Following the collapse of the Soviet Union (a major trauma and deep humiliation for Russia and particularly, subsequently, for its President Putin), in the period 1992-2003 there was a significant rapprochement between Russia and the the West, to the point that a process had been initiated to allow Russia to join NATO, which would then obviously have redefined its objectives.

An important role in this context was that of Evgenij Primakov – Boris Yeltsin’s Minister of Foreign Affairs – who supported multipolar geopolitics. But… one night (in 1999) Primakov was flying over the Atlantic Ocean towards Washington: as soon as he received the message that NATO had started bombing Belgrade, he immediately ordered the pilot to turn around and return to Moscow.

The rest is known: between 2004 and 2020, NATO grew from 16 to 30 member countries, deploying various weapons in Poland, Romania and the Baltic States, bordering Russia.

Additionally, at the 2008 NATO Summit in Bucharest, the Allies stated that “Georgia and Ukraine may join NATO in the future.”

Now all this was obviously perceived by Russia as a betrayal of the promises made by Western leaders (George Bush Sr., Kohl, Mitterrand, Mrs Thatcher and Manfred Wörner, Secretary General of NATO) in the 1990s that NATO could not extend, “not even an inch” to the east of reunited Germany, as President George Bush’s Secretary of State, James Baker, had said.

We could therefore speak of a ‘current need to renew a dialogue interrupted around twenty years ago’.

So what should we do? Try to achieve now, in much more difficult conditions, what was not done in the 1990s, when the geopolitical context was much more favorable,

That is to say: open negotiations with Russia on “border problems” based on the status of populations of Russian origin in Eastern countries, notably in Ukraine, Moldova, and the three Baltic countries, which constitute so many “time bombs”, the first of which has already exploded in Ukraine.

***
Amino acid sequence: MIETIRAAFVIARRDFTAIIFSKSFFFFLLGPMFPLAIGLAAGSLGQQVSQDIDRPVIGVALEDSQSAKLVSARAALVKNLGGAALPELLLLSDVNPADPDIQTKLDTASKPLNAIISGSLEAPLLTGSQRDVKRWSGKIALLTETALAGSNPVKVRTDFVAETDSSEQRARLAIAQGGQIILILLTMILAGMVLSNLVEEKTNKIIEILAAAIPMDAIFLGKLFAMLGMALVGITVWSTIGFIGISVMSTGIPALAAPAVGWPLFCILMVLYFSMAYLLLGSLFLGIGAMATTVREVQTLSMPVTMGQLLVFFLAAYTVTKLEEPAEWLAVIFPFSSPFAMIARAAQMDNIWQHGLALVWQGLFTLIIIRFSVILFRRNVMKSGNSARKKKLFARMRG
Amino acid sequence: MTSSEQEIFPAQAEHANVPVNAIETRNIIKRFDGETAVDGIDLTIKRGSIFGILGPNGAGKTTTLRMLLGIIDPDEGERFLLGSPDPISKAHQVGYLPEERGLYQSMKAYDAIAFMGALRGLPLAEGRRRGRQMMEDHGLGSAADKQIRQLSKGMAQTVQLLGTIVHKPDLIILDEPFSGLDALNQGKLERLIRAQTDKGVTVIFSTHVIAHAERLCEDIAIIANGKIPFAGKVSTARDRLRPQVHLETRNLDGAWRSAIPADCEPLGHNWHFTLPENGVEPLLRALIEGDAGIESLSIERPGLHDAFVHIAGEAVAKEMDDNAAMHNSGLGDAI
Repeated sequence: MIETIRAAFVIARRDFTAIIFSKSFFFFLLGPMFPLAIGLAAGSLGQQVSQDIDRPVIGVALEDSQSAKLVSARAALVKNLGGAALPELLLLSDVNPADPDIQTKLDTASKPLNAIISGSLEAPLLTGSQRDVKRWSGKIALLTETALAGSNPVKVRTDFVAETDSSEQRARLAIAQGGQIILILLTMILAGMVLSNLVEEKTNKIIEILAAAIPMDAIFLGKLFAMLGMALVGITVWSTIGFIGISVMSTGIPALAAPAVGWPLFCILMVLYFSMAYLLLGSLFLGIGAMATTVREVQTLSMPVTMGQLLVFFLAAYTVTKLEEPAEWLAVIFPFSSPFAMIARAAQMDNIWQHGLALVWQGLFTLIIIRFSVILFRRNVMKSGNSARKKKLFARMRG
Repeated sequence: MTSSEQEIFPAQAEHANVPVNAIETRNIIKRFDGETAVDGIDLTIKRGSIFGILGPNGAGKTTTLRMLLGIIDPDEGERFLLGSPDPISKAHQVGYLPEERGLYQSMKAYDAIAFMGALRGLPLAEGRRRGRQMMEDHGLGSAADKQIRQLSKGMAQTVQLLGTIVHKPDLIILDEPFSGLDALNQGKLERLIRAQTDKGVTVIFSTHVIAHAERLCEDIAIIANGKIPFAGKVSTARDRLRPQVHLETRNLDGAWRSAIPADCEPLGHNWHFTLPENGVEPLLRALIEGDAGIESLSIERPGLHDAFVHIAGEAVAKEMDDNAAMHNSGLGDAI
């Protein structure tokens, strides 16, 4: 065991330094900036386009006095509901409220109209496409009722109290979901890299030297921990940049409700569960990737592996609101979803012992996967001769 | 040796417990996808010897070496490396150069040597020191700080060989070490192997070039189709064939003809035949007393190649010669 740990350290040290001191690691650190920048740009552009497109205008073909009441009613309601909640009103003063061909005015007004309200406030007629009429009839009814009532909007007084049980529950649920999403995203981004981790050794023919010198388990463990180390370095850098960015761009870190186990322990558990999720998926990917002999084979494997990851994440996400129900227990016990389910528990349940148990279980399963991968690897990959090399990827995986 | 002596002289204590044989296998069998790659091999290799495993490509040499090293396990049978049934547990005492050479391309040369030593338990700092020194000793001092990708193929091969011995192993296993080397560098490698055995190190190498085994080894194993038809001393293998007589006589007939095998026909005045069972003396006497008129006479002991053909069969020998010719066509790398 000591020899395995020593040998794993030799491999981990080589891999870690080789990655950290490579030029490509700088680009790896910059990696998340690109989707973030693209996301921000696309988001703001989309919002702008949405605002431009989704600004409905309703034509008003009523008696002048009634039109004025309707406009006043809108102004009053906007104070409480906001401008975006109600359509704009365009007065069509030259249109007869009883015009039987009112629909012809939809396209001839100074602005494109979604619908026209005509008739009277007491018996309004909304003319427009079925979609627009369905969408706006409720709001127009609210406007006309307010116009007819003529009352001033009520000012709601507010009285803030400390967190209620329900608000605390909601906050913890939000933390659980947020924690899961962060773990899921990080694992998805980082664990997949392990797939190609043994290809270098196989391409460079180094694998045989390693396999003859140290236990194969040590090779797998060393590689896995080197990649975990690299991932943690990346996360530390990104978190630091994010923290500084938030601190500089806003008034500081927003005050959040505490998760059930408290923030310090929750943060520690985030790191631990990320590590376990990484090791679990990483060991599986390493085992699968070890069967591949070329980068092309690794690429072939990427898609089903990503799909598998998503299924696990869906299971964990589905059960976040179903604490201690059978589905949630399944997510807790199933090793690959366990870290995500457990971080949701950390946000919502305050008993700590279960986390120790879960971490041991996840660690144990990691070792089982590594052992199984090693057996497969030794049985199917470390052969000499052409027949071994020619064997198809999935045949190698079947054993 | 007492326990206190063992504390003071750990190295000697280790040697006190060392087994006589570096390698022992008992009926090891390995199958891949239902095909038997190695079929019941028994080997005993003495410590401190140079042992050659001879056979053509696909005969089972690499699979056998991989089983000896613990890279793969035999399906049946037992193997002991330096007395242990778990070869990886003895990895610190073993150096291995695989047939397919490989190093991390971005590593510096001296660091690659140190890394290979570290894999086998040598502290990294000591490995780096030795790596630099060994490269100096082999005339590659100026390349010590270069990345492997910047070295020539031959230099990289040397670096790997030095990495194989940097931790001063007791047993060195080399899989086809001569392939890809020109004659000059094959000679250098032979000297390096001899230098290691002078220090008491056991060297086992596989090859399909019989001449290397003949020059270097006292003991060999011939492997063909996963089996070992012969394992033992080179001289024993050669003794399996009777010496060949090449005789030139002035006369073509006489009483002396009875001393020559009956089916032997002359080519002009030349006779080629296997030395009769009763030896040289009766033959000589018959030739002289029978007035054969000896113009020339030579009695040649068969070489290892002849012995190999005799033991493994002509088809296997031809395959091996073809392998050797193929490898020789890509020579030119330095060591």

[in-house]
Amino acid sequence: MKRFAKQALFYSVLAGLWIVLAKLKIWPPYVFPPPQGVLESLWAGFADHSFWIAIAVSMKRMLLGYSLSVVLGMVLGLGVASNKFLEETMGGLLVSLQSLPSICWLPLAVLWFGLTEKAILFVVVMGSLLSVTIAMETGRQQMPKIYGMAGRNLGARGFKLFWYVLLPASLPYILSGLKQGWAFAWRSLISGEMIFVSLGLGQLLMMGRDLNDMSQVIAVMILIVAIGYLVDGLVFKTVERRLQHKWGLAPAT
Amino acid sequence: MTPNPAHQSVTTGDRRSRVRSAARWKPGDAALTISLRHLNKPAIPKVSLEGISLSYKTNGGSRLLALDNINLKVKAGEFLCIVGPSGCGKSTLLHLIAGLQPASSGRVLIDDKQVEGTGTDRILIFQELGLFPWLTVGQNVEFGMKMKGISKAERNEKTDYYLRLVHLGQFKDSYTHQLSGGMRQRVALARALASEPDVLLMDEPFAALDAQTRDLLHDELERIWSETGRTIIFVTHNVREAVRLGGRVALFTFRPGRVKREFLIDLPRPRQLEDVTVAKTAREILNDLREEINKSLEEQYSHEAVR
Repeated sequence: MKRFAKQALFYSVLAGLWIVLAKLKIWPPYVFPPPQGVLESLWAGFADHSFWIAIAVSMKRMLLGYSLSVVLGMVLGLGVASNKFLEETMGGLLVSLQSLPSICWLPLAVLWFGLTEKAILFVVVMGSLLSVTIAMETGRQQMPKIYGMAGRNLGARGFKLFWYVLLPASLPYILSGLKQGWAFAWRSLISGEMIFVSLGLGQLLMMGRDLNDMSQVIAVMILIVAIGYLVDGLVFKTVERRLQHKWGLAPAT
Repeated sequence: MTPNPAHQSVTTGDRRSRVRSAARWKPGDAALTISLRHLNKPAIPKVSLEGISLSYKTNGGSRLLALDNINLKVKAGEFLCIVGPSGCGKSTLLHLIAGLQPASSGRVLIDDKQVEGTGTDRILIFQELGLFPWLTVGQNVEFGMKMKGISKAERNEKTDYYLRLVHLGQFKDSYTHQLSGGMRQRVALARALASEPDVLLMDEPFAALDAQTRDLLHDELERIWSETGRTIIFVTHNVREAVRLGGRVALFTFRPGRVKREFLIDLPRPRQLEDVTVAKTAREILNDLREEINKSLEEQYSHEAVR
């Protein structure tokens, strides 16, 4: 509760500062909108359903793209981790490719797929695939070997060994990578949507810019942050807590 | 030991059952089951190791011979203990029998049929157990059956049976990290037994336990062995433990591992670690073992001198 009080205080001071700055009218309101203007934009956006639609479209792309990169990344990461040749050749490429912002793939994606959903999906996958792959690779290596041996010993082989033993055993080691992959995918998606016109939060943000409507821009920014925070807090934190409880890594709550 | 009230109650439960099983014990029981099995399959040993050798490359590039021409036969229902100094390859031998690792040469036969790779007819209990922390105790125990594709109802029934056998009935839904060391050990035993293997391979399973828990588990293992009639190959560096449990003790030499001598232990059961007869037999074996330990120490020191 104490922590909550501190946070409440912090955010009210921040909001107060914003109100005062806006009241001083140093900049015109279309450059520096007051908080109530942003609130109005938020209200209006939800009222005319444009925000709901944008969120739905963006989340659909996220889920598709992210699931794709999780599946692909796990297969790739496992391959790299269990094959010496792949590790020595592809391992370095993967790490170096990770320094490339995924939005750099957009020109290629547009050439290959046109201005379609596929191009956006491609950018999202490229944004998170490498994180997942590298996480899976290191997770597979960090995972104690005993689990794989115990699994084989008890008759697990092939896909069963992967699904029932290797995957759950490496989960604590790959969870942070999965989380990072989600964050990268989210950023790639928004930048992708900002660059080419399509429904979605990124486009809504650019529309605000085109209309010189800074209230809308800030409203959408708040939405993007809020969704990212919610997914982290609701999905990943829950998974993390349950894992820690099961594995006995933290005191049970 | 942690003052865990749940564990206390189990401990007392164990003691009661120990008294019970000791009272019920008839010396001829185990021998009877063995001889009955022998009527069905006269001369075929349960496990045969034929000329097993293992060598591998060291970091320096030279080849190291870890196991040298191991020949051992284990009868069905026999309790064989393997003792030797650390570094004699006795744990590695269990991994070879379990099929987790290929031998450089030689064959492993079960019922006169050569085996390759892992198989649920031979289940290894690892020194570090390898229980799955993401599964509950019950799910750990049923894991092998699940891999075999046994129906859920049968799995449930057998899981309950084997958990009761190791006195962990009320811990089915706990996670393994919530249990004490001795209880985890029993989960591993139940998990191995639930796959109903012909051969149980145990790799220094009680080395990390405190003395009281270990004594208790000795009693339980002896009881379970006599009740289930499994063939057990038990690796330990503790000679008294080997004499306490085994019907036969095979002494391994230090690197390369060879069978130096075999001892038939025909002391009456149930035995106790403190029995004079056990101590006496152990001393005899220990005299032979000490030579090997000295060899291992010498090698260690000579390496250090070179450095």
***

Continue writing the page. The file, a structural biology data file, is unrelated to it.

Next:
For example, in Estonia and Latvia about 1/3 of the population is of Russian origin, and more than half of them are deprived of any nationality!!

However, being able to establish peaceful and constructive relations between Russia and the rest of Europe would also have a positive effect on the nuclear disarmament process, although, obviously, not sufficient for effective and general disarmament.

To do this, all 9 countries holding nuclear weapons will have to (also with their allies) “gradually arrive at sitting at the same negotiating table”, having realized that the possession of nuclear weapons constitutes an unacceptable risk, first of all for themselves.

While it is up to these states to take this initiative, it is also up to us, civil society, to help them achieve such awareness.

Which of the nuclear-weapon states could be the initiator of such a process? We might think of China, which, despite its totalitarian regime, has adopted a relatively open attitude towards the process that led to the adoption of the Treaty on the Prohibition of Nuclear Weapons and which is the only nuclear-weapon state to have completely excluded from its doctrine any form of ‘first’ nuclear strike.

As a first step, China could propose the creation of a Working Group, made up of experts from the 9 nuclear-weapon countries (a WG9) with the specific mission of formulating a realistic ‘road map’ for coordinated multilateral disarmament, which would serve a basis for negotiations between the 9 nuclear-weapon states and their allies.

Then the universal membership in the TPNW, the Treaty on the Prohibition of Nuclear Weapons, should no longer encounter any significant obstacles.

By way of conclusion, we can recall here what Mikhail Gorbachev maintained: “If a State wants to be secure, it must first contribute to ensuring the security of all other States”: however, ‘nuclear deterrence’ does exactly the opposite!


(1) See also the Working Paper ‘A strategy to move from the legal prohibition to an effective, total and irreversible elimination of nuclear weapons’ g_of_States_Parties_(2023)/TPNW.MSP_.2023.NGO_.14.pdf

(2) See the articles by Sandro Ciani (‘Mondo senza guerre e senza violenza’) following this Meeting on the International Press Agency ‘Pressenza’, as well as the Final Declaration of this 2nd Meeting of States Parties to the TPNW: g_of_States_Parties_(2023)/TPNW.MSP_.2023.CRP_.4.Rev_.1_revised_draft_dec.pdf

(3) The ‘Vienna Action Plan’ at the 1st Meeting of States Parties to the TPNW on-Plan-new.pdf

(4) See the Report ‘Moving Away from Mass Destruction’ (July 2023) g_Away_FINAL_digi_Single_Page.pdf

(5) Report of the Scientific Advisory Group on the status and developments regarding nuclear weapons, nuclear weapon risks, the humanitarian consequences of nuclear weapons, nuclear disarmament and related issues

Report of the Scientific Advisory Group on its annual activities

(Translator’s note: TIAN is TPNW in French. The article was originally written in French)